Sula

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The New River Road Symbol Icon

In the 1930s, a new “public works” project is proposed in Medallion, Ohio: a road that will connect the black neighborhood of the Bottom with some of the surrounding white communities. While it’s not explicitly stated, Morrison implies that this project is a product of Roosevelt’s New Deal, implying an agreement between the federal government and more overtly racist government agencies of the state of Ohio. It’s not until the end of Sula that the “New River Road” is shown for what it really is. More than a decade after the road was proposed, it’s still not finished. Whenever the local authorities deny healthcare to the blacks in the Bottom, or charge extra rent, the stated reason is always the same: it’s a sacrifice, necessary for the completion of the road, which will benefit everyone—including the black people in the Bottom—equally. But when the residents of the Bottom march to the New River Road, they see the reality of it: a dirty pile of bricks that will never be finished. In all, the road is a tragic symbol of the deception and manipulation that American authorities have used to prolong black suffering.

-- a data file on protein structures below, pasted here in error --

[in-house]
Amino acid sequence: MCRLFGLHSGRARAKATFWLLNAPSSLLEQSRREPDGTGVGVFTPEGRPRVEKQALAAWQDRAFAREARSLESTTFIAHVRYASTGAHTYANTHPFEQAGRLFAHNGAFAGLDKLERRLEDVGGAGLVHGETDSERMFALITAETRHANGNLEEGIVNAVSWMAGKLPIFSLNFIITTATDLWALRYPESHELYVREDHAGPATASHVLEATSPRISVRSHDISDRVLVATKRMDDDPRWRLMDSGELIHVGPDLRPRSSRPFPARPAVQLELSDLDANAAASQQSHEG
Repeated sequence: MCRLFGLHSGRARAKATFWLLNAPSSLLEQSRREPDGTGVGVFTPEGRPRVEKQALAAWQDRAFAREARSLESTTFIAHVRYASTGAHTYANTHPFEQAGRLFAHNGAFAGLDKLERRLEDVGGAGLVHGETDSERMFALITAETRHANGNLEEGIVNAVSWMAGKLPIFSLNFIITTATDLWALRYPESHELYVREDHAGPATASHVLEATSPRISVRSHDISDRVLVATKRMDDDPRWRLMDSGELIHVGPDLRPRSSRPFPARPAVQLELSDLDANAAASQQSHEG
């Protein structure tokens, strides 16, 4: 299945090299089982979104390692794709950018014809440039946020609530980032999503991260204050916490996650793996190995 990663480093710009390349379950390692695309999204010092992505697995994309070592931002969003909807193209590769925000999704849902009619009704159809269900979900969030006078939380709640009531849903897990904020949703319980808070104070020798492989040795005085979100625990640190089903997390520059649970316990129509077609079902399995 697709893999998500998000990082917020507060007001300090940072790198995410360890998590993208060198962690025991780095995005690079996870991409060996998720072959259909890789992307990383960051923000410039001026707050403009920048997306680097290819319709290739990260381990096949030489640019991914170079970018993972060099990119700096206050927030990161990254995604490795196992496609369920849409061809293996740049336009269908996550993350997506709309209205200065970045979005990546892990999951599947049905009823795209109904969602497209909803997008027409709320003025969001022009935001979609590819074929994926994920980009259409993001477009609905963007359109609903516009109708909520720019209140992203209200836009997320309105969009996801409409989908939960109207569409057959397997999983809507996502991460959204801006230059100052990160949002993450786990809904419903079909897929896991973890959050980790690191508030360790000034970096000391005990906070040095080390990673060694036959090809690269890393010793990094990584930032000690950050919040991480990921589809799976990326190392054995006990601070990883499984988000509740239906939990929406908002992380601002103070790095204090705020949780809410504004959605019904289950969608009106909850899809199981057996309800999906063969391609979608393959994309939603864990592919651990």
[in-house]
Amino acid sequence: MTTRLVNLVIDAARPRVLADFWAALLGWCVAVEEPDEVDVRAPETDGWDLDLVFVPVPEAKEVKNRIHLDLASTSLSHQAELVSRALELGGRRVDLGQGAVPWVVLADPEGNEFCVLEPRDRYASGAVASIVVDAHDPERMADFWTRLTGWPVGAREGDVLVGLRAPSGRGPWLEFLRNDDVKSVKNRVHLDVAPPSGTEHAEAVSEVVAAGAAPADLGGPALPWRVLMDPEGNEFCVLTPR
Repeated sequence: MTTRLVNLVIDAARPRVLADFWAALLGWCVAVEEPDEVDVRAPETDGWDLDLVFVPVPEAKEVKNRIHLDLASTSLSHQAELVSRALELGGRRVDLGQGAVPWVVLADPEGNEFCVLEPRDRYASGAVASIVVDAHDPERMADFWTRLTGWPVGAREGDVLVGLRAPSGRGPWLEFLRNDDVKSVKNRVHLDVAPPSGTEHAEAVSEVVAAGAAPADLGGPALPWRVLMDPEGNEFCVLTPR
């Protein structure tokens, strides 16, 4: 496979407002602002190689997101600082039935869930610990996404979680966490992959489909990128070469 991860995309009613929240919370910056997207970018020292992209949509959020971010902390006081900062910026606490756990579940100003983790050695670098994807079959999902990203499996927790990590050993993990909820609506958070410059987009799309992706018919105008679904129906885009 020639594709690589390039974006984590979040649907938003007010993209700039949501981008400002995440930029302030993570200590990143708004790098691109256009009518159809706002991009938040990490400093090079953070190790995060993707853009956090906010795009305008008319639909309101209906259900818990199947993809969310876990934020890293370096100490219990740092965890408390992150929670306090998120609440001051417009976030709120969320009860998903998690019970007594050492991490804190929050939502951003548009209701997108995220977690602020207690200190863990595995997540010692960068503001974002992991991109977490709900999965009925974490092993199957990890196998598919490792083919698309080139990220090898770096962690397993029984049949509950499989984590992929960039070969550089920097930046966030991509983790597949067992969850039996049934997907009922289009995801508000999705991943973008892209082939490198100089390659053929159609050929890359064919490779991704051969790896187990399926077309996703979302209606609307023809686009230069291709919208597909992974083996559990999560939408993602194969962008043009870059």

The New River Road Quotes in Sula

The Sula quotes below all refer to the symbol of The New River Road. For each quote, you can also see the other characters and themes related to it (each theme is indicated by its own dot and icon, like this one:
Race and Racism Theme Icon
). Note: all page and citation info for the quotes below refers to the Vintage International edition of Sula published in 2004.
1927 Quotes

"I built that road," he could say. How much better sundown would be than the end of a day in the restaurant, where a good day's work was marked by the number of dirty plates and the weight of the garbage bin. "I built that road." People would walk over his sweat for years. Perhaps a sledge hammer would come crashing down on his foot, and when people asked him how come he limped, he could say, "Got that building the New Road."

Related Characters: Jude Greene (speaker)
Related Symbols: The New River Road
Page Number: 82
Explanation and Analysis:

In this passage, Jude—the new husband of Nel Wright—fantasizes about his future. Jude’s greatest aspiration is to build a road—specifically, the New River Road that is to link the Bottom to the surrounding community. For Jude, getting work building the New River Road is more than just a job—it’s a way of giving meaning and dignity to his life. Jude plans to measure every stage of his life—his youth, his middle-age, and even his painful old age, in which he can barely walk—in relationship to the road and his work.

Unbeknownst to Jude, however, the New River Road is a sham—a lie, designed by the white establishment to inspire false hope in young, ambitious black people like Jude. Jude is ambitious, but he’s too eager to define success in the terms the white community gives him. Because of such a flaw in his personality, Jude is ultimately a tragic character—a strong young man who becomes more cynical and more hopeless with each passing year.

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1941 Quotes